In a briefing July 17, the CDC said it thinks chikungunya will behave like dengue virus in the United States, where imported cases have resulted in sporadic local transmissions but have not caused widespread outbreaks. It said that none of the more than 200 imported chikungunya cases between 2006 and 2013 triggered a local outbreak, but as more infected travelers return to areas where the virus is not local, the likelihood of local transmission grows.
Public health officials have relatively recent experience with the West Nile virus that teaches them to be wary about predicting the next steps.
"I think that is the poster child for what can happen," Jahre said.
Also spread by mosquitoes, West Nile was first found in New York state in 1999. By 2012, it was in every one of the continental states except Oregon, CDC records show.
"Nobody predicted what West Nile would do," said Dr. Luther Rhodes, chief of infectious diseases at Lehigh Valley Health Network.
A contributor to the spread of chikungunya is travelers, including people who regularly visit family and friends in places like Puerto Rico and the Dominican Republic, Rhodes said. People who are used to visiting the Caribbean but not using mosquito repellent "often take less precaution because they're going home," he said.
Travel agents at AAA East Central in Allentown recommend that vacationers check the CDC site to get the latest on precautions to take before leaving, said Sally S. McCorrisson, director of travel services. There is no restriction on travel to places where chikungunya is present.
But Rhodes said he'd think twice about going to the Caribbean now if he suffered from arthritis or had another condition that could be exacerbated by the virus.
For those who do travel, the best advice is to take steps to prevent mosquito bites, health authorities say. Use repellent with DEET; wear long sleeves and pants, especially in the daytime, which is when the two Aedes mosquitoes usually bite, CDC says.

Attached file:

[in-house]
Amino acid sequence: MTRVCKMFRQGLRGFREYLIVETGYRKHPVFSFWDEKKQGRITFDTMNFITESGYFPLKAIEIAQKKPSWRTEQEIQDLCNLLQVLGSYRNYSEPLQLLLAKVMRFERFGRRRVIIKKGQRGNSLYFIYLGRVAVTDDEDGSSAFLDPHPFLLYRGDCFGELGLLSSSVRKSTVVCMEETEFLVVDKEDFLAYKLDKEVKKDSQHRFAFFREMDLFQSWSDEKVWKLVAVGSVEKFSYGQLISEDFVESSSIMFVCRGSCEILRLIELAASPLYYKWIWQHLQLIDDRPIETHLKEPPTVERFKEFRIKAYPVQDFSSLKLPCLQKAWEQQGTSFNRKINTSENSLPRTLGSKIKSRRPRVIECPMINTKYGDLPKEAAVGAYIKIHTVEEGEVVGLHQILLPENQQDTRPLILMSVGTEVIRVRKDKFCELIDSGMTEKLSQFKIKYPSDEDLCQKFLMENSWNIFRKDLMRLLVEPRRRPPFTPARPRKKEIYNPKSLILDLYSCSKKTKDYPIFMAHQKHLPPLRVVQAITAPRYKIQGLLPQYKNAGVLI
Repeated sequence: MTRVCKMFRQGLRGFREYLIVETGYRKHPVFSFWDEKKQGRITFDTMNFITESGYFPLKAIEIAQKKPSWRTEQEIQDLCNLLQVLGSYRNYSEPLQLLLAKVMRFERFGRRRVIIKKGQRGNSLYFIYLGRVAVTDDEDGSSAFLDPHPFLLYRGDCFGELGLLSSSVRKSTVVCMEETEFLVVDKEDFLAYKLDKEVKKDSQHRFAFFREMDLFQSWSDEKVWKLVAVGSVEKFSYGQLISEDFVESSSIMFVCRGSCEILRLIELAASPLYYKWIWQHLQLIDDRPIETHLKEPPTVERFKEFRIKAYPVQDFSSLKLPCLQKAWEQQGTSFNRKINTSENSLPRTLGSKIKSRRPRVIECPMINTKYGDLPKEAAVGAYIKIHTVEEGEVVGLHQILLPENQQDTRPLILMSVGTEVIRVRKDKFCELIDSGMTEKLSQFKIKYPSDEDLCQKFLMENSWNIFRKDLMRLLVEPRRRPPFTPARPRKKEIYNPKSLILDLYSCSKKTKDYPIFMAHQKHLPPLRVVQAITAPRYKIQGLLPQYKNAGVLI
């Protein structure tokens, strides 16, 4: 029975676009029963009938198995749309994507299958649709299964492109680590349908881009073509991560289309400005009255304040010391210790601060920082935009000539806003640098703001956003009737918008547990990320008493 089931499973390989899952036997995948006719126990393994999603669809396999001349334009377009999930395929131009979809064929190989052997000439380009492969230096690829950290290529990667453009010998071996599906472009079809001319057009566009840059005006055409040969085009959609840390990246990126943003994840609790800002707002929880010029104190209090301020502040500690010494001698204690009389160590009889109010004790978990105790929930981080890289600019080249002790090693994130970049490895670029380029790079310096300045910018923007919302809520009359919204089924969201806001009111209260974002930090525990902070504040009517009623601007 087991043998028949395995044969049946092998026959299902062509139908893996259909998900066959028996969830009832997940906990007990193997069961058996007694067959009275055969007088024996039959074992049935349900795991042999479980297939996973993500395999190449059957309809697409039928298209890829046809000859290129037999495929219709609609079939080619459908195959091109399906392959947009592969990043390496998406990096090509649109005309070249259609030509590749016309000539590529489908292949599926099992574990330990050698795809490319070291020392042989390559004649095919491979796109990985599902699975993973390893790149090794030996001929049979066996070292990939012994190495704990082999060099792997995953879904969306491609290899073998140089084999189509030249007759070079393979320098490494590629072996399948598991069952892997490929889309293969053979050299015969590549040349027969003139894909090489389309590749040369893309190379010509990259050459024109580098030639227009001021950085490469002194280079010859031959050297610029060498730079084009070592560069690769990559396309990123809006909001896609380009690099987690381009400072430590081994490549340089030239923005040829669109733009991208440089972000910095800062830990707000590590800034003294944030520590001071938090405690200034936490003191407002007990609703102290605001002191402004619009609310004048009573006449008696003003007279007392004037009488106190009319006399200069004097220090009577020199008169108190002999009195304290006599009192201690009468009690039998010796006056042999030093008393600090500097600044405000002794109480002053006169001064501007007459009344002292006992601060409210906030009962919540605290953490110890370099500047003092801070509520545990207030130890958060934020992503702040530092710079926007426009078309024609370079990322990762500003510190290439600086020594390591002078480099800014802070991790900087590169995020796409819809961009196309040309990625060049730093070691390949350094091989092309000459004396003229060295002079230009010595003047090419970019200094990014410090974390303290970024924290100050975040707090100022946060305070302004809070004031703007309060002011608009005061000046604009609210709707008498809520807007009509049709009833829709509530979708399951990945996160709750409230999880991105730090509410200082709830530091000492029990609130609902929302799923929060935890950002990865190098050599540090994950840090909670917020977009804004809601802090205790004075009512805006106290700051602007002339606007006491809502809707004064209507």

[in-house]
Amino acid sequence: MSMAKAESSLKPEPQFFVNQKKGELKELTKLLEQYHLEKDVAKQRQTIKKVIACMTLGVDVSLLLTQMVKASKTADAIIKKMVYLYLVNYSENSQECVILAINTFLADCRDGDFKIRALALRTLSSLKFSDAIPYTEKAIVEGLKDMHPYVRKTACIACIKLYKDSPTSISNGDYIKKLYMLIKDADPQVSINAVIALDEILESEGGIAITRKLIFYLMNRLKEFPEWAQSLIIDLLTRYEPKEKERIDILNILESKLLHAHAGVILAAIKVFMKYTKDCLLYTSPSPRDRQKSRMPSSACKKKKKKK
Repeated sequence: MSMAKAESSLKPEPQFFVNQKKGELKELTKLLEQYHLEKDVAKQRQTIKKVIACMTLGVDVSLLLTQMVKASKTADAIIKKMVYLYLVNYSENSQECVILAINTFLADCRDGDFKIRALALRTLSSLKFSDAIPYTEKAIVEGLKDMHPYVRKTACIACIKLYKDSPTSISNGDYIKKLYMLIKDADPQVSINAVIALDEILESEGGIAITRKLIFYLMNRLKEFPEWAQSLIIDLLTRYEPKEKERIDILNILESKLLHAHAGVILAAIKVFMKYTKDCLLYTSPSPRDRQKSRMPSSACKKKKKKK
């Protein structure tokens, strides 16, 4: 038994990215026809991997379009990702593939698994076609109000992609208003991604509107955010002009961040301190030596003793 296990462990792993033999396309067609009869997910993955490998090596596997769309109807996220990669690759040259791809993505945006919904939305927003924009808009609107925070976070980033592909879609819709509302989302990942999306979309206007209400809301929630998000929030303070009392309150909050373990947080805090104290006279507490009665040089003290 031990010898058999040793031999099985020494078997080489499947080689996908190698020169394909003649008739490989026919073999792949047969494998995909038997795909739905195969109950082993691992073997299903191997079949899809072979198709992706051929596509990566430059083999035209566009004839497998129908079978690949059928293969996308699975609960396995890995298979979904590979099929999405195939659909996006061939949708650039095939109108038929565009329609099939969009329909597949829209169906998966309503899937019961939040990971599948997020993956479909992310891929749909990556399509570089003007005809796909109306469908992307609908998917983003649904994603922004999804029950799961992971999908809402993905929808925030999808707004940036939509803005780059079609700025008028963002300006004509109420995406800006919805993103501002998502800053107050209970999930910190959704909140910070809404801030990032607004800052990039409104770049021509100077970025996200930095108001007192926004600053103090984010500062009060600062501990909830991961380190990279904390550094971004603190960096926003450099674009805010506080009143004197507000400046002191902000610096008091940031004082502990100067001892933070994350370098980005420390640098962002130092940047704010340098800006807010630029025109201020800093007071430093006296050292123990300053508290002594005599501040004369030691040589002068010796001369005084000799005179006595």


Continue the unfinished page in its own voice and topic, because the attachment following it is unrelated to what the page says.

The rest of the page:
Locally, Valley residents can help by making sure containers that pool water are emptied to prevent mosquito breeding areas.
"The junk that people leave around — small containers, tires, trash — if people clean up their space, that will go a long way in helping us keep things under control," said Louise Bugbee of the Lehigh County Extension office.
She acknowledged that budget pressures have cut into the state's program for spraying for mosquitoes. Since the 2010-11 fiscal year, spending on mosquito spraying by the Department of Environmental Protection is down 26 percent, to $3.8 million.
There has been no public spraying in the Lehigh Valley this year, although Bugbee said that also is determined by the amount of West Nile samples collected.
"We have to have numbers that warrant a spray, and so far we haven't gotten to that threshold," she said.
On Friday, Pennsylvania officials announced the state has detected its first probable human case of West Nile infection this year. A Philadelphia County man was hospitalized due to the virus, but he has since recovered, the Department of Environmental Protection said.
When mosquitoes are involved, public health officials know, the insects usually find a way to survive and thrive.
"We think we know a lot about viruses," Rhodes said. "You can see how humbling it is."
• What: A virus transmitted to people by mosquitoes.
• Symptoms: Fever and joint pain, headache, muscle pain, joint swelling or rash.
• Risk here: The virus can be imported to new areas by infected travelers who visited the Caribbean.
• Treatment: There is no vaccine to prevent the virus or medicine to treat it.
• Travel: When traveling to countries that have the virus, use insect repellent, wear long sleeves and pants.
Source: Centers for Disease Control and PreventionCopyright © 2014, The Baltimore Sun